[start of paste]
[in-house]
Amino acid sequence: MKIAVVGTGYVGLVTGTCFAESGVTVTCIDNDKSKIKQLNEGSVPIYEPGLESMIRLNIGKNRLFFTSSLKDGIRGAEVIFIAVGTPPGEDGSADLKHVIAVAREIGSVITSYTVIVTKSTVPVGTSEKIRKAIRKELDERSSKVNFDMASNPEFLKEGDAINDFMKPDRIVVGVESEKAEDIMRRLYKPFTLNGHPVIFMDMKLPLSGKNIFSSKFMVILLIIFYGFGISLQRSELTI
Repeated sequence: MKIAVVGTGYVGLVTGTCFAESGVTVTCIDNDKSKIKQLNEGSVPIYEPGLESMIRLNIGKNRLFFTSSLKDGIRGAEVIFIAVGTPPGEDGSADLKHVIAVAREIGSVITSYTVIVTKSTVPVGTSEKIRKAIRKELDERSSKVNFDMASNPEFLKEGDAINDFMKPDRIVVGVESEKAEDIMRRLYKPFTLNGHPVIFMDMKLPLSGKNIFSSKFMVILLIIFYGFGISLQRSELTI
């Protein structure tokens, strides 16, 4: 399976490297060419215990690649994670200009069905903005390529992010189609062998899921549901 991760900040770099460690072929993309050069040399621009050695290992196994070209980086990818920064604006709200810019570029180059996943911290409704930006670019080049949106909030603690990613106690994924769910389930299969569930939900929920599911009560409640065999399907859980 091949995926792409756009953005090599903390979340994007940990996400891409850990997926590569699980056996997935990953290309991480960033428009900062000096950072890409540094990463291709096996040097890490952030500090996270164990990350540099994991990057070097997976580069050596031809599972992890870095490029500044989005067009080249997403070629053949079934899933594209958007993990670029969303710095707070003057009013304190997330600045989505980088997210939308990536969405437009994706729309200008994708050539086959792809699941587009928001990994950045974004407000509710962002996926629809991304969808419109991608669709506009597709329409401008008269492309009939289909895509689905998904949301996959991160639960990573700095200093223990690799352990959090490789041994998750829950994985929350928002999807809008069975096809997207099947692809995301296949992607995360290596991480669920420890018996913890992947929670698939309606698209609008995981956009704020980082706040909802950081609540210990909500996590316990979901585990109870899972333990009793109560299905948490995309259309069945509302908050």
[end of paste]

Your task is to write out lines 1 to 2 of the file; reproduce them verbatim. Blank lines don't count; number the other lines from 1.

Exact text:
[in-house]
Amino acid sequence: MKIAVVGTGYVGLVTGTCFAESGVTVTCIDNDKSKIKQLNEGSVPIYEPGLESMIRLNIGKNRLFFTSSLKDGIRGAEVIFIAVGTPPGEDGSADLKHVIAVAREIGSVITSYTVIVTKSTVPVGTSEKIRKAIRKELDERSSKVNFDMASNPEFLKEGDAINDFMKPDRIVVGVESEKAEDIMRRLYKPFTLNGHPVIFMDMKLPLSGKNIFSSKFMVILLIIFYGFGISLQRSELTI